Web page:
Milton Henry’s Branches and Leaves is a connection between generations

cd-milton-henry-branches-leavesA few days ago I read an acquaintance’s status on Facebook. It read that he now had the reissue of Milton Henry’s Branches and Leaves in stock. Thing is that this particular album is not a reissue, even though it might both look and sound like it. The cover shows a shot of a young Milton Henry and the music is vintage 70s roots, so he can be forgiven for making such an easy mistake.

Milton Henry is not a particularly well-known reggae singer, even though he started as early as in the mid 60s and continued for about 20 years. In the 60s and 70s he recorded for acclaimed producers such as Joe Gibbs and Lee Perry and in the 80s – when he had settled in New York City – he recorded two albums for Lloyd “Bullwackie” Barnes. His biggest hit to date is probably a version of Curtis Mayfield’s Gypsy Woman, released in 1976.

Branches and Leaves is his third album and is done in collaboration with Roberto Sánchez – one of Spain’s leading producers and an expert in vintage recording techniques – and Lloyd Barnes. The vocals for the six tracks were taped in the U.S., while everything else was conducted at Roberto Sánchez’ A-Lone Ark Muzik Studio in Spain.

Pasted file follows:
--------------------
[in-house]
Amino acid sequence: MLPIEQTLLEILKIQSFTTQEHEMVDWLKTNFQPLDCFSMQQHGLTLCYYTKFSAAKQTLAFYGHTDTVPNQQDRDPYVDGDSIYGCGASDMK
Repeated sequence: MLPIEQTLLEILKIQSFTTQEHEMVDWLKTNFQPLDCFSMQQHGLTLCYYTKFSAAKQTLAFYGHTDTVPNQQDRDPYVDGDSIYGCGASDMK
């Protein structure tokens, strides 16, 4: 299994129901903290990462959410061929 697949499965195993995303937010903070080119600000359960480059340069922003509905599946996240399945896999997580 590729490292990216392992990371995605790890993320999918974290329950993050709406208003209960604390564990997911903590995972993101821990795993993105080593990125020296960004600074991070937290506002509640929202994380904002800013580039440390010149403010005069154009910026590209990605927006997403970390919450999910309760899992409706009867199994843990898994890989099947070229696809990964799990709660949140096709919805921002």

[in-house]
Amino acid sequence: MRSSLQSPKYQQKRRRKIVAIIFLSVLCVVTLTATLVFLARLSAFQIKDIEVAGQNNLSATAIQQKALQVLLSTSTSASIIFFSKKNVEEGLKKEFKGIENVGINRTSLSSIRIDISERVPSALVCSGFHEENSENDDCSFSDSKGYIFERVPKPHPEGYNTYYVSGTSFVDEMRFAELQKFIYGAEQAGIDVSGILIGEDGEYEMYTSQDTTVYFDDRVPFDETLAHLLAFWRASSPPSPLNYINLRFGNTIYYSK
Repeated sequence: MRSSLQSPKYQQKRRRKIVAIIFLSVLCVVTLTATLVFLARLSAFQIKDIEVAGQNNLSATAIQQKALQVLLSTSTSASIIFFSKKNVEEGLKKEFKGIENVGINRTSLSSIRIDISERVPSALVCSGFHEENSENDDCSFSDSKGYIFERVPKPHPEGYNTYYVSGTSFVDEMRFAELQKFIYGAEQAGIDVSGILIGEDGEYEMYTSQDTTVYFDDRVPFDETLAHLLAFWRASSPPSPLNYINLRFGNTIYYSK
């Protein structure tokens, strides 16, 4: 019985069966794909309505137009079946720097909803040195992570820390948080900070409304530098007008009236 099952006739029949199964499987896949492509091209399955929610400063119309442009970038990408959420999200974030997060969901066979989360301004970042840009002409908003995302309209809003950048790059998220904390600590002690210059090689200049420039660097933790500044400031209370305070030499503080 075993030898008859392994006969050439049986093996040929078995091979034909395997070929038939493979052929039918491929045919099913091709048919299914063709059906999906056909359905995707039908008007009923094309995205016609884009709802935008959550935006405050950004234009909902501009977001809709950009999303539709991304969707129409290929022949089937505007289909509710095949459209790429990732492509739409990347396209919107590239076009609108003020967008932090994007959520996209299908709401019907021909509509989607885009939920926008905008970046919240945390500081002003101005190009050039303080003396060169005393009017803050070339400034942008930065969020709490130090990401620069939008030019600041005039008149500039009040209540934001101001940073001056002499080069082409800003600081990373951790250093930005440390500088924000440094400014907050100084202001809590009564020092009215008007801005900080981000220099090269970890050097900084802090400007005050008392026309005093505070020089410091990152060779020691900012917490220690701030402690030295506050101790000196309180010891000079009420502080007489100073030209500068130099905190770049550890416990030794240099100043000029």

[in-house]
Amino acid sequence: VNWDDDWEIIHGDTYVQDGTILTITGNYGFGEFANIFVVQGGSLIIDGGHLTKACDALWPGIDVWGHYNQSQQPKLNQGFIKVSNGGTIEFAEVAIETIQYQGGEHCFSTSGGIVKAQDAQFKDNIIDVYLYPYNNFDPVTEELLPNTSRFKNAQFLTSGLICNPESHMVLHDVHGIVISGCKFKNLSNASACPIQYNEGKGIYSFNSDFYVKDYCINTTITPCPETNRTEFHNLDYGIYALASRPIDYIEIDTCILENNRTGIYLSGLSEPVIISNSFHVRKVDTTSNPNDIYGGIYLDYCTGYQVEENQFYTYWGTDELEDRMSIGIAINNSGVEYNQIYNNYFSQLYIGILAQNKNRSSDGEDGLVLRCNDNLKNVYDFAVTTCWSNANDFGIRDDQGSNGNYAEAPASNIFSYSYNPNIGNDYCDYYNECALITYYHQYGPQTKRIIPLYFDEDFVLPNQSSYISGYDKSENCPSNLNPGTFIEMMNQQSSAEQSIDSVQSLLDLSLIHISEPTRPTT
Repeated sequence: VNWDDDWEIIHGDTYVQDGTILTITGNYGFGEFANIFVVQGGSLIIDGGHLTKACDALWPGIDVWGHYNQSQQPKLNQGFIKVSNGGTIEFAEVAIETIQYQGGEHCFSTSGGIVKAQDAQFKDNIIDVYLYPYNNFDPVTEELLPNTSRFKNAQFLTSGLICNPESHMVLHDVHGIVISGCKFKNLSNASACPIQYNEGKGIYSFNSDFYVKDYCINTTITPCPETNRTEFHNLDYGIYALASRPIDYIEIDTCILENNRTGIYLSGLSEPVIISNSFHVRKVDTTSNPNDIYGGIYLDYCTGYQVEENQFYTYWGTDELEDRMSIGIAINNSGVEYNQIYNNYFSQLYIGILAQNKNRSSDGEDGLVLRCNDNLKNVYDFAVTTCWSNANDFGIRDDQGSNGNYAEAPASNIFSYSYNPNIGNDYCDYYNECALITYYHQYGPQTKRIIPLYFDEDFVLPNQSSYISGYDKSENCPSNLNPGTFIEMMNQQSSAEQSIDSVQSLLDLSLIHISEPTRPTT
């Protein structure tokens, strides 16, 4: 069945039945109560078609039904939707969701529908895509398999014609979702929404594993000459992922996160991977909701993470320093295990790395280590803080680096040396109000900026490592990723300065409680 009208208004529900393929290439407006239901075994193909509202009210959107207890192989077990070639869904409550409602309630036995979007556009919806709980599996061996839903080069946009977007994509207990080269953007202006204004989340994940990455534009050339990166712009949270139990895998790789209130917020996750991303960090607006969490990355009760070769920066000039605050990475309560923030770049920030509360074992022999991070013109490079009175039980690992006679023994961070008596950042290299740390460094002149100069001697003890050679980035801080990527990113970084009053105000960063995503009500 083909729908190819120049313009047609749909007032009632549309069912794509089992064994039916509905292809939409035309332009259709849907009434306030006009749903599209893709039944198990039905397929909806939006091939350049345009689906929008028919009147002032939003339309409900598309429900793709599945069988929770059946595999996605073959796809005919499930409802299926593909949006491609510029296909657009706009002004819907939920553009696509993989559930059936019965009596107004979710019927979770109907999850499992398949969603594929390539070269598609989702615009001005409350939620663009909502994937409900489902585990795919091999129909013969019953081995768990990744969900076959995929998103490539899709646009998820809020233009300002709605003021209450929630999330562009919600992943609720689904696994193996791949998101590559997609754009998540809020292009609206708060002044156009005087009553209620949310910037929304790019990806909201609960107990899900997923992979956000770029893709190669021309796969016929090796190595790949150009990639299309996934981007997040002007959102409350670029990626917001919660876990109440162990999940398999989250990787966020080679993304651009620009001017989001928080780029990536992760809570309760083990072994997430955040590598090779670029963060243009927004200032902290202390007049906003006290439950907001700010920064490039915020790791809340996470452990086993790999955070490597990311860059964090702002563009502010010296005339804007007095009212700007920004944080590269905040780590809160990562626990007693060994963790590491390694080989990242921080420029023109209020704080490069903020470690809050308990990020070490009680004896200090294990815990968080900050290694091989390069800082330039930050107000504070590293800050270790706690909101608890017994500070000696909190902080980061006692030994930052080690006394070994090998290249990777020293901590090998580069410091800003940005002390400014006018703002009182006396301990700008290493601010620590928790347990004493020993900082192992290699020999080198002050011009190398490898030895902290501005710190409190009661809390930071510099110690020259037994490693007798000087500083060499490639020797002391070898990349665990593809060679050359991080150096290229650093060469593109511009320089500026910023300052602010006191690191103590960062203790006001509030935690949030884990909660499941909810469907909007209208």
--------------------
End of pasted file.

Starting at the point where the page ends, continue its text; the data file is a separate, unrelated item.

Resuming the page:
In classic showcase style the set is presented in a showcase style where each vocal cuts is directly followed by its dub counterpart. And the mixing is sublime, especially Rastafari Cannot Die and its version Branches and Leaves Dub, a song with a haunting bass line reminiscent of the mighty Drum Song riddim.

Milton Henry has a deep and soulful voice, a little like the late Isaac Hayes. It’s warm, but never heated or tempered. And the set overall is smooth, but never slick or polished. It’s low-key, but never boring or monotonous. It has great depth and lots of meticulously planned details.

Branches and Leaves stems from a connection between generations and two people with a love for vintage roots reggae. Reissue or not – this album echoes from a time that many people refer to as the golden age of reggae.

Available on gatefold sleeve LP and CD with excellent liner notes by Angus Taylor and lyrics to every song.


Filed under Record reviews

3 responses to “Milton Henry’s Branches and Leaves is a connection between generations

  1. Marco

    Nice Review. Great Album!

  2. Pingback: Top 25 reggae albums 2013 | Reggaemani

  3. Pingback: Showstopping showcase from Noel Ellis | Reggaemani

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